Hello Again

Last Thursday’s event was a pretty hard hit to me. I have a lot of feels about the event, but this piece probably captures them better than I can articulate right now, The Future of the Mac, or, What The Hell Just Happened.

To me, Thursday’s event signaled one thing for me, and maybe I’m completely wrong, but the Mac is officially over. The sunset is calling, and until that sunset arrives, this is the future:

The MacBook Pro hardware setup
The MacBook Pro hardware setup

And fine… I could resign myself to that if Apple would throw a bone and actually give us the option to build out a computer that fits our hardware needs and not just what, at this point, is just a check box for size and weight reduction. I know, blasphemy, right?

Apple, the MacBook Pro is not a pro-level computer. It’s simply not.

You want to see what a pro-level laptop looks like? Look at the Razer lineup. They are crushing it on terms of performance and style in hardware design. Sure, it looks a lot like a MacBook Pro, but isn’t that what we want?

The 14” Razer is 17.9mm (height) x 345mm (width) x 235mm (depth) and weighs between 1.89kg and 1.95kg.

The 15” MacBook Pro is 15.5mm (height) x 349mm (width) x 240mm (depth) and weighs 1.83 kg.

So yeah… we are talking a mere 2.4mm (less than 1/10th of an INCH!!!) and 0.06kg or 0.12kg.

Yeah yeah, specs only tell part of the story and there of course is no Touch Bar, or Apple Pay, macOS in the Razer. And yes, the battery life in the Razer is not as good. All trade-offs. However, you’re marketing these as for professionals, so let us in on the decision for what we think is import.

Look, Apple, you have two lines of laptops that already cater to the ultra-portable and ultra-light: MacBook and MacBook Air. Would it be so difficult to actually build a real MacBook Pro line? Here’s the thing, you don’t even need to change the current shipping devices (other than more RAM, I mean, come on!) other than add one more item to your accessory stack: external docking/graphics enclosure.

Would I prefer the option of putting an Nvidia 1060 or 1080 in the laptop: yes, of course. However, I’m willing to face the truth if you are: we are living in a transitionary period, so let’s compromise somewhere.

I guess my point is this: Apple, stop telling professionals what they want and need in their machine. If you’re not going to be willing to build those machines, let companies like Razer build them for you.

Hello Again

On Demand Resources and Games

Alright, this article over on imore.com that was linked by Darring Fireball talking about how on-demand resources isn’t going to be a problem for games got me a bit riled up.

On-demand resources is fine for some classes games. However, this is not true for games like XCOM. The desktop version of this game clocks in at 20GB (Enemy Within)1. There is no amount of tagging, stripping, or slicing that is going to get a company like Firaxis Games to deliver a desktop quality game on Apple’s supposed desktop class hardware because desktop (and console) quality games are bigger than 2GB.

Let’s take the defense of this, from the article:

But: You have a 4GB game! How do you get those other 25 levels?

Easily, thanks to the power of background processing. On-Demand Resources works in conjunction with whatever your user is actively accessing, and will flush older, unused content to make room for additional resources. If a user is playing level 24 of your game, the system automatically flushes a few 100MB tags of old levels (say, 1-5) to make room for levels 25-30. As the user gets further into your game, older levels drop off and get deleted from the Apple TV, and your new levels (also in tag bundles) get installed – all in the background.

Let’s just play out this scenario: I am playing a game and I’m on level 25 (older levels are now purged because 2GB is enough for any game). Now, my son or daughter comes in and they want to play, but they need to start a new character because they haven’t played before. Ok, they to go play the game…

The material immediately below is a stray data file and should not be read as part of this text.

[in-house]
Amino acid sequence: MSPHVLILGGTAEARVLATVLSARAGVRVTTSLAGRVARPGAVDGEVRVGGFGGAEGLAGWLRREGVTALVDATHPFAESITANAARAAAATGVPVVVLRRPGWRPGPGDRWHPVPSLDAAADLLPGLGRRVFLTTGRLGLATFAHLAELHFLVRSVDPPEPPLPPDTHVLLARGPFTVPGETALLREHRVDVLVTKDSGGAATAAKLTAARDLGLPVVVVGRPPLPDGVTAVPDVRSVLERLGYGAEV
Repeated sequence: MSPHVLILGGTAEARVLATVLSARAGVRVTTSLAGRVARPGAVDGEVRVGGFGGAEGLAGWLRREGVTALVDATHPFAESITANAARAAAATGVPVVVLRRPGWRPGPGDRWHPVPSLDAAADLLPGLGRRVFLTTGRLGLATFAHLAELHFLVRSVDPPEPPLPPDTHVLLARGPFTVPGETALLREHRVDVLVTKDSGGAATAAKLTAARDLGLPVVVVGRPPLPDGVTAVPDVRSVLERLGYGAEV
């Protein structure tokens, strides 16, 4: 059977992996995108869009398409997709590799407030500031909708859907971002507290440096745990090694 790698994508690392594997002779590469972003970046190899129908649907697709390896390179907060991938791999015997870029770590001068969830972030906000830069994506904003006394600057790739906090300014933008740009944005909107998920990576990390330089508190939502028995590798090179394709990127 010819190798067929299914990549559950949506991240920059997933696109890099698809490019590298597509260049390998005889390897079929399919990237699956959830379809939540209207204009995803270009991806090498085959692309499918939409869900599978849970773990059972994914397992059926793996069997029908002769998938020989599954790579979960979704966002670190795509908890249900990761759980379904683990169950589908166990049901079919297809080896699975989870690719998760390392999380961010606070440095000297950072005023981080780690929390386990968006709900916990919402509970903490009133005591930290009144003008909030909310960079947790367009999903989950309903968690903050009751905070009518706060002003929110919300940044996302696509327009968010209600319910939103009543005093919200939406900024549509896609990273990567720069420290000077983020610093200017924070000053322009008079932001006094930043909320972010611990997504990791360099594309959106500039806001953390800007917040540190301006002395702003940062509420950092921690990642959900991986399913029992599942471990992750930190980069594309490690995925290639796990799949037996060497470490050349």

beach ball of death

Oh… pardon me, I need to download those levels… Meanwhile, while this is downloading, other resources are being dumped out (I sure hope they are not the levels that I’m playing). You see, there’s no telling how much overlap between game assets are going to be between levels 1-5 and 25-30. If a game is 10~15GB, it’s reasonable to assume that there is not a lot of overlap of resources between levels as you progress through the game.

The kids get tired of waiting for the levels to download, so they go do something else. I then go and try to play my levels, and of course… data has been purged and more assets are coming in. This is fun!

There is another description for this phenomenon in computer science: thrashing.

Now, this probably works better of iOS devices because those are mostly single-user devices. However, the TV is centralized and consumed by multiple individuals.

It’s decisions like this and the game controller decision (which is a fascinating case of stealth documentation changes) that tell me Apple just doesn’t care to really enable high-quality gaming on tvOS. Instead, companies are going to basically bringing their iOS versions over, which I find so disheartening. Especially since disk space is so cheap these days; put a 1TB fusion drive in the device and charge $50 more or stop teasing us with actually making the iOS and tvOS platforms a contender for more than just casual games.

  1. Now, Firaxis stripped out a LOT and was able to get the iOS version down to 2GB. However, it took a big hit on what it could actually deliver.
On Demand Resources and Games

Modern Web Development… /sigh

Yesterday I thought it would be a good idea to see just how big an article on my blog was…

Profile Picture: 4.5MB for the size

Um… 4.5MB for an article about coding? That seems, a bit excessive?

So I went digging in to see what the heck was going on. Over half of that was for simply adding Disqus support. Seriously? Over 2MB for a comment system? And a comment system that can't even properly format posts? WHY?

Alright, so that's gone.

Where's the rest of it? Well… another 400KB or so was for the webfonts that I was using. Do I think the previous font looked better? Yeah. But come one! 400KB for slightly better looking prose. Nope, sorry, gotta go.

Another culprit of wasted space was the "me" picture on the left. It was a PNG file that was roughly 600KB. Yikes! The PNG version is down to 29KB.

After a bit more tweaking, I got the site down to about 360KB (for articles, content with images is obviously larger). This is still stupidly large for what is actually going on. Also, the page load time has gone from 1.42s down to 143ms.